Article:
Earnest Hemingway once famously said that he found London rather dull, and, believe it or not, I thing I now know what he meant. I took myself up to Stratford this afternoon, just to withdraw some money and have a walk around the olympic park. That area is developing nicely, with swanky modern buildings popping up all over the place, but what struck me most was how quiet and orderly it was: everything worked, and everybody obeyed the rules. Tube trains came and went on time; electric doors opened and shut as they should. On the roads people drove calmly and considerately, obeying the traffic laws. Compared to where I was a couple of weeks ago, in fact it felt quite clinical. Compared to Delhi or Jaipur, there is a sterility to London which now seems rather boring. The pavements are well maintained and the grass is nicely cut, and while such things are normally very welcome, London now seems unexciting. There are a lot of cool new things in development here, but that will always be the case in any thriving first world city. What I found myself missing this afternoon was character and excitement – a type of exoticism I found in Indian cities which went hand in hand with the noise and chaos. Perhaps I have simply been living here too long, but after nine years in London, for all the cool cultural stuff which happens here, it’s starting to feel a bit too tame. I know I can get to where I want to go on public transport, but that now almost seems inhuman and sterile to me, as if it is too efficient in a way. The chaos of Indian cities gave them a feeling of excitement which London seems to lack: it now feels quiet and small, orderly and boring.
I can now declare summer to be officially here. It might not be quite as warm as it was a couple of weeks ago, but this afternoon I came across a glorious sight in the park: the first cricket match of the year. All right, it’s technically not the first cricket I’ve seen this year as I saw a few snippets of the IPL when I was in India, but nonetheless it was a very welcome sight. I didn’t stay to watch long as I wanted to continue my stroll, but it really put a smile on my face. Such things remind you that, no matter how grim or screwed up things may be getting, there will always be a few things you can rely on. It also reminds you that long, hot days are just around the corner. I daresay a balmy summer is the very thing the country needs right now.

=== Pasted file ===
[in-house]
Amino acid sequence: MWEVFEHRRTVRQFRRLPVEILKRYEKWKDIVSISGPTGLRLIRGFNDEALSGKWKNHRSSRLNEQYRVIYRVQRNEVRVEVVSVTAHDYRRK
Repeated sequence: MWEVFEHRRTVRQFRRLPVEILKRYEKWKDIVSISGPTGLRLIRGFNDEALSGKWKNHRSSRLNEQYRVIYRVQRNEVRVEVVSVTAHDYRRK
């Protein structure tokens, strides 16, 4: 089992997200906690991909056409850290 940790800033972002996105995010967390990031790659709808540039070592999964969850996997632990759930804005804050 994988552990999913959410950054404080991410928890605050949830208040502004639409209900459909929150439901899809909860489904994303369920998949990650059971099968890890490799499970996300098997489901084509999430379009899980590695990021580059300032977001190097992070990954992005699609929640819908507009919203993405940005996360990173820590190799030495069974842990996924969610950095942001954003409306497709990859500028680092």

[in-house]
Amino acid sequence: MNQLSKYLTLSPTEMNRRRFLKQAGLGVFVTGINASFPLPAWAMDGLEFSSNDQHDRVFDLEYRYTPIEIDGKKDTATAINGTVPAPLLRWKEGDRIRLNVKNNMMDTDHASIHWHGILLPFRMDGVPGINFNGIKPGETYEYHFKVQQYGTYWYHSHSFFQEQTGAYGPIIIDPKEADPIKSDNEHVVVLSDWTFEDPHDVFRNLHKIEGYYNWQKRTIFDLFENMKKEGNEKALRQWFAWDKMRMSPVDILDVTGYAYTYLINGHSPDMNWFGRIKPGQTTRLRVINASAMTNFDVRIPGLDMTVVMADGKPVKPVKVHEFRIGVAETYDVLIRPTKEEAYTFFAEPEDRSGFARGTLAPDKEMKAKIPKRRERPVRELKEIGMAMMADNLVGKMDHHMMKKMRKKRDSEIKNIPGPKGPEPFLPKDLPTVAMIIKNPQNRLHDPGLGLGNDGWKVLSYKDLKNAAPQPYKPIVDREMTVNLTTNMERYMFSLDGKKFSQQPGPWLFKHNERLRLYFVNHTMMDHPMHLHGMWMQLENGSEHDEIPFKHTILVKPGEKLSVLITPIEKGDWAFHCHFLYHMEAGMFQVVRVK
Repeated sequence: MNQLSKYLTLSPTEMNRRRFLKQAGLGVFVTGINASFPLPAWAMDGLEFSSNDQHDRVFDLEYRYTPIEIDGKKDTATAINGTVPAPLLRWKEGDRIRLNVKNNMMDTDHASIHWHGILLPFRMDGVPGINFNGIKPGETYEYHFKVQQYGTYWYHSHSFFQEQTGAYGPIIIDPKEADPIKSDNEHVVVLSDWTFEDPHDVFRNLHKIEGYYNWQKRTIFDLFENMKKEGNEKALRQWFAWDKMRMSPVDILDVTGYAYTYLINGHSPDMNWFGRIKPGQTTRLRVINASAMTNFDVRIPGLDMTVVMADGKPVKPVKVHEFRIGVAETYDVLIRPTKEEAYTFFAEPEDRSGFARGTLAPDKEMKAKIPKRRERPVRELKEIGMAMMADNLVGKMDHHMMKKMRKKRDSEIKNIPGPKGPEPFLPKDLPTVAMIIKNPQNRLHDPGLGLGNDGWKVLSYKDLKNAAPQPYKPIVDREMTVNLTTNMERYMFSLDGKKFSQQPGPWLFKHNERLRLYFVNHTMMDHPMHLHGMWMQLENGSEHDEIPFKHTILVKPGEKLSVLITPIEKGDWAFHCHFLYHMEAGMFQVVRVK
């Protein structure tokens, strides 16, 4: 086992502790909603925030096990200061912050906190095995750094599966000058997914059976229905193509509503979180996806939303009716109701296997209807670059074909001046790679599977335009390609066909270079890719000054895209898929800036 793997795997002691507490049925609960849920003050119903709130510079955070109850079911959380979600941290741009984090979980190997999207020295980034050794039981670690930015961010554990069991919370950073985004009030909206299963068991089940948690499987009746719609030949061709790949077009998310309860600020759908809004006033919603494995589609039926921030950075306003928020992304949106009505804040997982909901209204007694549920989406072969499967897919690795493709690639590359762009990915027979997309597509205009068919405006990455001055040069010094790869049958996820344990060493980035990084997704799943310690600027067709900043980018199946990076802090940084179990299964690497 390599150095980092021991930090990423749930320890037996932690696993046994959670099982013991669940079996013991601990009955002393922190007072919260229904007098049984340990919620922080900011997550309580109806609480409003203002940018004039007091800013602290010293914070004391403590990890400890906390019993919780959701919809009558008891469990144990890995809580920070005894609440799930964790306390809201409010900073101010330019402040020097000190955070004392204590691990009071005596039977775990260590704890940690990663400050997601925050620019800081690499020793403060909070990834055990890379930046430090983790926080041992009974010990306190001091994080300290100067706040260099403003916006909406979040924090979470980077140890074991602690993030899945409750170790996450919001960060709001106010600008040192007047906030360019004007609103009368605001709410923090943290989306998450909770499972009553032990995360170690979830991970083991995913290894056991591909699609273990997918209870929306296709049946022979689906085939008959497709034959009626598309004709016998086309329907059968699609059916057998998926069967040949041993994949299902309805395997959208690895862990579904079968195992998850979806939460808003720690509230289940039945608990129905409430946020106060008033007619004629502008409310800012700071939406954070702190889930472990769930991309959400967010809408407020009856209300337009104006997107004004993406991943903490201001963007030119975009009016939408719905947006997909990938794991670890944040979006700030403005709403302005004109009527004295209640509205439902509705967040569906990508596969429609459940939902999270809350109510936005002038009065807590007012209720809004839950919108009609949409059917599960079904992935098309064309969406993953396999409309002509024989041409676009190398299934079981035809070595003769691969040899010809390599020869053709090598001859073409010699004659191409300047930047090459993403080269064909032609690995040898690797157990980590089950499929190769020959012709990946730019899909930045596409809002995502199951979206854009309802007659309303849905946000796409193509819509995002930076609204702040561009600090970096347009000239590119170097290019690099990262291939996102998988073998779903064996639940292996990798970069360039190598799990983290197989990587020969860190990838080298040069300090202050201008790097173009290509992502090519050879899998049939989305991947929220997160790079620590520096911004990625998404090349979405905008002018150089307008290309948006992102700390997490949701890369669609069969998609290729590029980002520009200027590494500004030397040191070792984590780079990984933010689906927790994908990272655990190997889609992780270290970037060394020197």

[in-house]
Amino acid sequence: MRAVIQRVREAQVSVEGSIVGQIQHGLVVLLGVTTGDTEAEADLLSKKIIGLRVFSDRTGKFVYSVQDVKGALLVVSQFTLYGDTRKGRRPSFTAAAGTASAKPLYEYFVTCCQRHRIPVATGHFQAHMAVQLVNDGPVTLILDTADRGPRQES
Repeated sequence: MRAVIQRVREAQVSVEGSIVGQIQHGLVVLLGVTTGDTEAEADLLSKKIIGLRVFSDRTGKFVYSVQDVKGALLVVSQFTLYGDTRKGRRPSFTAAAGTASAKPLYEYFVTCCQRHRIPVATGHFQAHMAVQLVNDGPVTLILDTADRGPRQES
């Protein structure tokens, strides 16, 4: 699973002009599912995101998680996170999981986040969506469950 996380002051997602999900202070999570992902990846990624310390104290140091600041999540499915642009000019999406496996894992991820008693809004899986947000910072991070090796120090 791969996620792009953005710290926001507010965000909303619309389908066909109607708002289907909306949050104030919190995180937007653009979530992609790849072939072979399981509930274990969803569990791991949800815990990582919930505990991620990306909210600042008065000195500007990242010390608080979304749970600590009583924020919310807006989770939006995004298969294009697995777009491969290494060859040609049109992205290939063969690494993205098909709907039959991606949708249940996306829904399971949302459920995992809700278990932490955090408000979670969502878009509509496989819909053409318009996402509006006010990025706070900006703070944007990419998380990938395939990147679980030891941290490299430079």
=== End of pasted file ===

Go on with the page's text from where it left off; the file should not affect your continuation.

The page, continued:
This will sound rather pathetic of someone who professes to be a cinephile, but I’ve never really been into Stanley Kubrick. 2001 A Space Oddysey was fine, but when I saw it in my late teens I found a Clockwork Orange a very difficult film, and never bothered to go back to it. However, this might give me the incentive I need to go back to Kubrick. There is a huge exhibition about him at london’s design museum, and from Will Gompertz’ review it sounds intriguing. I now really want to go up there to check it out. I still really want to find something new to get into, and with any luck this could be it. The way Gompertz describes some of the fragments of cinematic history is enough to get my cinephhiiliac juices flowing all over again.
According to the Huffington Post, Jeremy Corbyn has announced he will boycott Trump’s upcoming visit, on the grounds that he does not want to show his support for the misogynist buffoon. I just came across the story linked to on a facebook page (where else do you find news these days?) but my reaction was to smirk. Just who is Corbyn trying to kid? True, Trump is a repugnant asshole, but how can Corbyn pretend to be repulsed by his far right, ultra-capitalist politics while refusing to oppose Brexit? Trump and brexit are virtually the same thing; they both stem from the same time of nationalist, reactionary, moronic mindset.
It’s as if Corbyn is trying to reclaim his leftist, liberal activist credentials. He knows most of his party want him to come out in support of a second referendum. He knows he looks useless as he leaves the door open to a hard brexit, so he’s itching to get his Trotskyite image back, and thinks boycotting Trump’s visit will do the trick. After all, he knows how vile Trump is to anyone even remotely capable of indipendent thought. Well, Corbyn should pull the other one: pretending to hate figures of hyper-capitalism while leaving the door wide open for the most sickening form of capitalism to be imposed on the UK just won’t fly these days.